Sunday, 22 October 2017

Godard’s Le Mépris

Jean-Luc Godard’s Le Mépris (Contempt), made in 1963, is, among other things, a meditation on Homer’s Odyssey, a celebration of Mediterranean landscape and culture and an exposition of the filmmaker’s love/hate relationship with America.

Paul Javal (Michel Piccoli) is invited by American film producer Jeremiah Prokosch (Jack Palance) to rewrite the screenplay of The Odyssey because he feels the version being filmed by the director, Fritz Lang – who plays himself – is too intellectual.

The American wants more sex in Lang’s Homer – and not just more sex, but more of everything, without being able to define what he wants more of, he just wants more – and although Paul is reluctant to undermine Lang, the money Jerry offers him for joining the project, which Paul thinks will please his beautiful wife Camille (Brigitte Bardot), overcomes his doubt and guilt.

In fact, Paul becomes so impressed by Jerry’s money and power, so enamoured with the glamour of filmmaking, so anxious not to alienate his benefactor, that he encourages his wife to go along with the advances of the voracious American, virtually offering her to him on a plate, prompting her to lose respect and love for her husband, to feel the ‘contempt’ which constitutes the title of the film.

Paul and Camille’s disintegrating marriage – revealed in an extraordinary 30-minute sequence of fighting, insults and arguing – encourages the writer to accept Jerry’s interpretation of The Odyssey as a tale of a poisoned marriage, of Penelope’s infidelity and Odysseus’ ennui.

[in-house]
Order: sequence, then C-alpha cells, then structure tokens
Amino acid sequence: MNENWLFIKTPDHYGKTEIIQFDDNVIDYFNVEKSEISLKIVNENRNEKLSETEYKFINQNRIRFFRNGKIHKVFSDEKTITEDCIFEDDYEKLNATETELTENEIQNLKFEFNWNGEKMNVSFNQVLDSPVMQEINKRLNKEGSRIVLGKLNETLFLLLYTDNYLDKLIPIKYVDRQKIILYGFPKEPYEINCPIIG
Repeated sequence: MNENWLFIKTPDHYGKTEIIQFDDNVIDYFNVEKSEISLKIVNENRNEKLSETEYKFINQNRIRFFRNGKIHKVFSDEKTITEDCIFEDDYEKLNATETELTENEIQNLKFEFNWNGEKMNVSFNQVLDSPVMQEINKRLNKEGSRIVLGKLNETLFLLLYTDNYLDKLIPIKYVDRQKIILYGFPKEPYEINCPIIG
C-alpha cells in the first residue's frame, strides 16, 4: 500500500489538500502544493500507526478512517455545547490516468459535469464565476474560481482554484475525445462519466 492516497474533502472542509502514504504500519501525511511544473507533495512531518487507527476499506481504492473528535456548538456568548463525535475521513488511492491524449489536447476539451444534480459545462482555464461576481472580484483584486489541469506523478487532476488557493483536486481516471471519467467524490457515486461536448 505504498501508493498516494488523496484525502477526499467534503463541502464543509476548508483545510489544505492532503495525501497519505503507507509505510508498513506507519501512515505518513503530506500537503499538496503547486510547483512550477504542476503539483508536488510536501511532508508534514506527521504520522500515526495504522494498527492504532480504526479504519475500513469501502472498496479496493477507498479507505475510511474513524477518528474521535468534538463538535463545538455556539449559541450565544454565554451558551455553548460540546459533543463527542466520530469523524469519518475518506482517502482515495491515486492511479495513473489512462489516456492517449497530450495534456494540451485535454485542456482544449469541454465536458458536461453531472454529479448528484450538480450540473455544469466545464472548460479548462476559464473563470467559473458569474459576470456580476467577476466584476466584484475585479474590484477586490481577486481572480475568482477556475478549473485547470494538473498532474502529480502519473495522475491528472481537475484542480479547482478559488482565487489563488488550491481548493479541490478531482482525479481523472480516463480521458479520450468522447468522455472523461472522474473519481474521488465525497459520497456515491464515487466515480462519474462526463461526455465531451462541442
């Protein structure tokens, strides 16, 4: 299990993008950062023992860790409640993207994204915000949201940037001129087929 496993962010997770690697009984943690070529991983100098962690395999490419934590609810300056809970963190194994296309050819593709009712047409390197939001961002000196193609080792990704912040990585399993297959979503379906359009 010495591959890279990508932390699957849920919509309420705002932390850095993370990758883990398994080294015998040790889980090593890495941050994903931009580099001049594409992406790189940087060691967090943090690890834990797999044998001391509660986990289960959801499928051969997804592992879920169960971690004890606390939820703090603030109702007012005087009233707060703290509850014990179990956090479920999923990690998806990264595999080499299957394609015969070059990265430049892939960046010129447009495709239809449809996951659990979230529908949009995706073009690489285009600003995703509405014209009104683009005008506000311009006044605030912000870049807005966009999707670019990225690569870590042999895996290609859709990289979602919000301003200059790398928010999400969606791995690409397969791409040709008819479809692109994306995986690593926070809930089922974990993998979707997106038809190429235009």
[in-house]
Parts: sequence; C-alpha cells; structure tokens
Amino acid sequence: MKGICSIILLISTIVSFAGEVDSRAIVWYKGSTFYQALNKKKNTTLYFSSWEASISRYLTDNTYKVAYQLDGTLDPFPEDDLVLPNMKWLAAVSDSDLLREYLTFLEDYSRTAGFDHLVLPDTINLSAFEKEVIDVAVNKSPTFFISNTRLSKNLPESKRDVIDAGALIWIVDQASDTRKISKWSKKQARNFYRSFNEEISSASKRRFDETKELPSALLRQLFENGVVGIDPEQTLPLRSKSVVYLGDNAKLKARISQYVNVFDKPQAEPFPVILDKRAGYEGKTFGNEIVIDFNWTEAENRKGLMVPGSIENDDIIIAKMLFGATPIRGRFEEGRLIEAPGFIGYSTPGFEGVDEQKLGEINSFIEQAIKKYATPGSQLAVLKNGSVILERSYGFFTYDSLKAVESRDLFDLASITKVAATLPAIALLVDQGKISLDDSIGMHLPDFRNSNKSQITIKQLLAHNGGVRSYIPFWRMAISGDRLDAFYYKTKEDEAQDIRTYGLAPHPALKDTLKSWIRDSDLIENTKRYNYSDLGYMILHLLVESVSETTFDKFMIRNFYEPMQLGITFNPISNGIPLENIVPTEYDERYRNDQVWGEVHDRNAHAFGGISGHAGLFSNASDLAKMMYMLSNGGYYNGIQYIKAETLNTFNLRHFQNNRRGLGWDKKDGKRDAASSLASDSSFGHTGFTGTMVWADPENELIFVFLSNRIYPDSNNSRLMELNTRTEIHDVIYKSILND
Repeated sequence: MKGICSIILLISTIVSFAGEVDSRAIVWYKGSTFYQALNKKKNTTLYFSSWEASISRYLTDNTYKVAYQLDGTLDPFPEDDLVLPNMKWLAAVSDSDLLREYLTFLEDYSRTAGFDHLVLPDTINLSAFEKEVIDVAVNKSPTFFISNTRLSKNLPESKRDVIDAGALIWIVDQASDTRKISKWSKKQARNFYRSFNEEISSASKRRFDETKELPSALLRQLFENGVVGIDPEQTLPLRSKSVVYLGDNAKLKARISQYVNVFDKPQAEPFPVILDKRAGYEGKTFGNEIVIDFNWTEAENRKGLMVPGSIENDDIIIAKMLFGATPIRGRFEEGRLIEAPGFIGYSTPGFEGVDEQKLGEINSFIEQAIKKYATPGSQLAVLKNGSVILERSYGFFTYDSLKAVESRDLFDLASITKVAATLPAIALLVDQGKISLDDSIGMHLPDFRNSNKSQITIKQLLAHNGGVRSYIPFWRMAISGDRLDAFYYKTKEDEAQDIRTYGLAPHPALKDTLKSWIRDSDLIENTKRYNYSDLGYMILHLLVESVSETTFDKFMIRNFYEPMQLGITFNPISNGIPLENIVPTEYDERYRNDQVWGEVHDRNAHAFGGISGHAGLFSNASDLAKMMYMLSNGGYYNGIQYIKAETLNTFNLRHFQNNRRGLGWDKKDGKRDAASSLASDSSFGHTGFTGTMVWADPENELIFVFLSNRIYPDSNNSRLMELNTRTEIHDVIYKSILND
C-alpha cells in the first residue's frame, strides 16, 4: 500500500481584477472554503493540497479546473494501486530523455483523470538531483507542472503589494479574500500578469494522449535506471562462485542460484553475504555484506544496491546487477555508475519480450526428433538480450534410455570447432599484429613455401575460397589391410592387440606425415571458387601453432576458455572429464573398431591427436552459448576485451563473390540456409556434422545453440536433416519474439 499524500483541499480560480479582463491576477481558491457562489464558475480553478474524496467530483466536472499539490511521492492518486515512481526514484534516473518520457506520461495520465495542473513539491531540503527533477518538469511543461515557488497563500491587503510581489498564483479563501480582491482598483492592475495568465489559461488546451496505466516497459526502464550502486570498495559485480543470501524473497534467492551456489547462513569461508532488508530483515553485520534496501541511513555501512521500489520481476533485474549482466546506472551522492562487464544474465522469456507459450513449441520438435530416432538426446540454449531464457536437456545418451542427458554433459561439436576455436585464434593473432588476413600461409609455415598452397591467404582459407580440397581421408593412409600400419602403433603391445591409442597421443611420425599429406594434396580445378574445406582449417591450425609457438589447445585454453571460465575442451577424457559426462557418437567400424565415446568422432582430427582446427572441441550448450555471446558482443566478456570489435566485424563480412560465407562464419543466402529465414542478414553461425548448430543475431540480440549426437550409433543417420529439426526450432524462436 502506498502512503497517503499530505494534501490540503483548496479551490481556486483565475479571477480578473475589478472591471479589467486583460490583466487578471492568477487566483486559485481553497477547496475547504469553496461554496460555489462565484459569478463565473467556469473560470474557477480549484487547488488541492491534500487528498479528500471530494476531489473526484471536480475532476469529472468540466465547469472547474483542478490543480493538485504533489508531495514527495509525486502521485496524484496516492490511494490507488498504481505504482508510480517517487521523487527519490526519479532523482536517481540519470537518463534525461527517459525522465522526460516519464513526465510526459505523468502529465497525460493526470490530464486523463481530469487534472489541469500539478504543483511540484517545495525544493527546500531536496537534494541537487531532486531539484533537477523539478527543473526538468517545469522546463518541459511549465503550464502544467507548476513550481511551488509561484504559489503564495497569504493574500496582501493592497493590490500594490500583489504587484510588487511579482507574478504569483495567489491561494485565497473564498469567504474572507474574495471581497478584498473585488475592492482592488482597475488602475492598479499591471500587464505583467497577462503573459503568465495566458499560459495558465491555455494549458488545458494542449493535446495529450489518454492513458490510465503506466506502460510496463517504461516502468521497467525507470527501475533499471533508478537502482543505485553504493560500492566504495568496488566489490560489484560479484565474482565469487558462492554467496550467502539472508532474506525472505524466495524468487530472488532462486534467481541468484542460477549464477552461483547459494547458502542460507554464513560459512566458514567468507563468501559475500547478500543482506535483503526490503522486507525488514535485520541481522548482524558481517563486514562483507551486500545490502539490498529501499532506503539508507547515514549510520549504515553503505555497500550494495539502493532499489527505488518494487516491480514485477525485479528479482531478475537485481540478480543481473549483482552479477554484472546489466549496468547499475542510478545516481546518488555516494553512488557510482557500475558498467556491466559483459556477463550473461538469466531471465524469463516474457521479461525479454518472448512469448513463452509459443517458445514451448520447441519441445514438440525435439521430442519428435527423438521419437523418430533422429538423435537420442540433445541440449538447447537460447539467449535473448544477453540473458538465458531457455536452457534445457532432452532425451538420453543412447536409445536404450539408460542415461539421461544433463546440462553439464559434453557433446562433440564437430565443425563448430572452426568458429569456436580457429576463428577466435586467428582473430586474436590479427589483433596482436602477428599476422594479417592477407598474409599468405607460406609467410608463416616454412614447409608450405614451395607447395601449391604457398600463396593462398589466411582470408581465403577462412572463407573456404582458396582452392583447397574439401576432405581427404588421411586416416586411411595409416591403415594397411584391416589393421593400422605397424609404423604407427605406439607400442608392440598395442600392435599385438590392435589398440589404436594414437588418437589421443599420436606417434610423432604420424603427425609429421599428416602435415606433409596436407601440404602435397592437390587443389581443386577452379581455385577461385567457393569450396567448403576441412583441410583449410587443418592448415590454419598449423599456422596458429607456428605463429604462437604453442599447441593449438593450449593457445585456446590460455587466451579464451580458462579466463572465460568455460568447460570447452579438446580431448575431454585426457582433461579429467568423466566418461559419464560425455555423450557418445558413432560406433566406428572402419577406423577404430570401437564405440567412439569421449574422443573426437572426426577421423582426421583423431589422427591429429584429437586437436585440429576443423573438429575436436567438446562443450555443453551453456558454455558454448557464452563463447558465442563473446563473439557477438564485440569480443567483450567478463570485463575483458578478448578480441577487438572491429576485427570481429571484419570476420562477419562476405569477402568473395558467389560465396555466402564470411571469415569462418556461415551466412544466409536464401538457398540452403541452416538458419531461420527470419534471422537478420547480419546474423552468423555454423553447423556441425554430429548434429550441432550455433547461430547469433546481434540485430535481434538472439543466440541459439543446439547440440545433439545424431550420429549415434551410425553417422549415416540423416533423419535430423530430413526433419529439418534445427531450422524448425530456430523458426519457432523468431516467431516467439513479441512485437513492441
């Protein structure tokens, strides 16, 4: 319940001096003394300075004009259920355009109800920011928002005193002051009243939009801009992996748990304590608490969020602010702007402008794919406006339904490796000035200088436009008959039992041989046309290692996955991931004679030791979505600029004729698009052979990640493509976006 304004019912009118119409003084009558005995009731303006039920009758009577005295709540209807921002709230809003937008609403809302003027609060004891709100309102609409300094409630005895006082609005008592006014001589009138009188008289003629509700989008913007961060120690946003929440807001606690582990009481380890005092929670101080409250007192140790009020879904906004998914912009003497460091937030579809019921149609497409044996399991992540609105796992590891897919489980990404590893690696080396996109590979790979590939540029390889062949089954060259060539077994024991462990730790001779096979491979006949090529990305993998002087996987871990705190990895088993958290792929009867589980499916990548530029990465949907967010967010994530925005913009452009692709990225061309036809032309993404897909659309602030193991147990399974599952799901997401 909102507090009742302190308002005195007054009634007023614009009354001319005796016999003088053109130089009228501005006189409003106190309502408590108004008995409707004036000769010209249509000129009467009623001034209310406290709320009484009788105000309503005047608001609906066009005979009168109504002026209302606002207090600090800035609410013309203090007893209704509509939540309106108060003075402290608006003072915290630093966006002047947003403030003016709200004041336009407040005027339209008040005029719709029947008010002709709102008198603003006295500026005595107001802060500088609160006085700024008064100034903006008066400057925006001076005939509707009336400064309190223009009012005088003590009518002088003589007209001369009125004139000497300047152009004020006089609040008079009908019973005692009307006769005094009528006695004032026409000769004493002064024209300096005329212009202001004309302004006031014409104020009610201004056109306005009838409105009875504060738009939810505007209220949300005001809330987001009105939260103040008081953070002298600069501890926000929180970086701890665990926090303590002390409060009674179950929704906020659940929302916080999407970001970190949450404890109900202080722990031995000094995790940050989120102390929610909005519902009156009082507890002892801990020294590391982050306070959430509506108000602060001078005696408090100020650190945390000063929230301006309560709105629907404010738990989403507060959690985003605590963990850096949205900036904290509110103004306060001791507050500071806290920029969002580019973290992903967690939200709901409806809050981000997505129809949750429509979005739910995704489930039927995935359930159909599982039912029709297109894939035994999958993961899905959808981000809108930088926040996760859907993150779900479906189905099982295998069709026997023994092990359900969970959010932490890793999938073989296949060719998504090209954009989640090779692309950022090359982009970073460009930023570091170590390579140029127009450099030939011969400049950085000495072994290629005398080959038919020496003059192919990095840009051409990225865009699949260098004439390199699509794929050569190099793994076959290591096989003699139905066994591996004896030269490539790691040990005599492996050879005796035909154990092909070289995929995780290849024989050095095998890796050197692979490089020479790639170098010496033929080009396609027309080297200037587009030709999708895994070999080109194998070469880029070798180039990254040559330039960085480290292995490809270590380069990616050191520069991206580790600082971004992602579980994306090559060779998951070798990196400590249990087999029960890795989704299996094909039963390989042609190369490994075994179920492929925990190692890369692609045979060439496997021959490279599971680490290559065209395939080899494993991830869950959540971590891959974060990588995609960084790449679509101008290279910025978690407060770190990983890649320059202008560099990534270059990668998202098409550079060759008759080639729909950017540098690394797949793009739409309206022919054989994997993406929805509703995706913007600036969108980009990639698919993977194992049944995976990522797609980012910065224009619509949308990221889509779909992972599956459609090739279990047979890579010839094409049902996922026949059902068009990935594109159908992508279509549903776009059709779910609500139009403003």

For Jerry, Odysseus leaves Ithaca to fight the Trojan war because he is bored with Penelope, and stays away for so long because he can’t stand the prospect of returning to his wife, who far from being faithful and patient is, according to Jerry, resentful of Odysseus for abandoning her and cuckolds him with the suitors.

Lang, the personification of European sophistication and old world charm, always ready with a quote from Holderlin or Dante, hates this interpretation of Odysseus as a ‘modern neurotic’, but is impotent to impose his view on Jerry – the bullying, crude American film producer, who quotes trite aphorisms written on scraps of paper he keeps in his pockets, who expects the world to conform to his desires, and who ‘likes gods. I like them very much. I know exactly how they feel.’

When Fritz Lang defends his vision of The Odyssey – ‘it’s a story of man’s fight against the gods’ – and tells Jerry that in his film ‘finally, you get the feel of Greek culture’ – Jerry says: ‘Whenever I hear the word culture, I bring out my chequebook,’ echoing Gestapo chief Hermann Goering: ‘Whenever I hear the word culture, I reach for my revolver.’

The exchange is an early hint of the anti-Americanism which infamously characterises Godard’s films – though Le Mépris, infused with references to Rancho Notorious, Hatari, Bigger Than Life, Some Came Running, Rio Bravo, Griffith, Chaplin and United Artists, also shows how much Godard’s imagination has been shaped by American film and culture.

In Eloge de l’amour (2000) – in which one of the plot lines involves Spielberg Associates and Incorporated trying to buy the rights to make a French resistance movie – Godard has his protagonist Edgar say: ‘Americans have no real past… They have no memory of their own. Their machines do, but they have none personally. So they buy the past of others.’

But in Détective (1985), Godard shows his abiding love for American film and American culture by dedicating his film to John Cassavetes, Clint Eastwood and Edgar G. Ulmer.